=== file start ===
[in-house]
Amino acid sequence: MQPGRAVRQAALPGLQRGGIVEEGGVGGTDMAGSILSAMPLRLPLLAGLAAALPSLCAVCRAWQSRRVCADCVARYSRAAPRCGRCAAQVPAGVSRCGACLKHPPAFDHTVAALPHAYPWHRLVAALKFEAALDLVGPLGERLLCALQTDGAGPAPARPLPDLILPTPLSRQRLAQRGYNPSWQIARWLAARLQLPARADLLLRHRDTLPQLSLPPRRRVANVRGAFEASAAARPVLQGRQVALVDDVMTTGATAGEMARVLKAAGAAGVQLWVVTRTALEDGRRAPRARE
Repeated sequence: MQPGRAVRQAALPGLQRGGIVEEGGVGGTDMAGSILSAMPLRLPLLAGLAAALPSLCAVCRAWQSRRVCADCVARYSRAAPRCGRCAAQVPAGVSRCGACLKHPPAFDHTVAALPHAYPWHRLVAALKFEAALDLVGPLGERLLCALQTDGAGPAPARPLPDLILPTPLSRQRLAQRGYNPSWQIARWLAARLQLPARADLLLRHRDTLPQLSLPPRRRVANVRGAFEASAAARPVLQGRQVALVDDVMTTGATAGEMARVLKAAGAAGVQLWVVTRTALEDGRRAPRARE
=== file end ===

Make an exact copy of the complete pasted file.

[in-house]
Amino acid sequence: MQPGRAVRQAALPGLQRGGIVEEGGVGGTDMAGSILSAMPLRLPLLAGLAAALPSLCAVCRAWQSRRVCADCVARYSRAAPRCGRCAAQVPAGVSRCGACLKHPPAFDHTVAALPHAYPWHRLVAALKFEAALDLVGPLGERLLCALQTDGAGPAPARPLPDLILPTPLSRQRLAQRGYNPSWQIARWLAARLQLPARADLLLRHRDTLPQLSLPPRRRVANVRGAFEASAAARPVLQGRQVALVDDVMTTGATAGEMARVLKAAGAAGVQLWVVTRTALEDGRRAPRARE
Repeated sequence: MQPGRAVRQAALPGLQRGGIVEEGGVGGTDMAGSILSAMPLRLPLLAGLAAALPSLCAVCRAWQSRRVCADCVARYSRAAPRCGRCAAQVPAGVSRCGACLKHPPAFDHTVAALPHAYPWHRLVAALKFEAALDLVGPLGERLLCALQTDGAGPAPARPLPDLILPTPLSRQRLAQRGYNPSWQIARWLAARLQLPARADLLLRHRDTLPQLSLPPRRRVANVRGAFEASAAARPVLQGRQVALVDDVMTTGATAGEMARVLKAAGAAGVQLWVVTRTALEDGRRAPRARE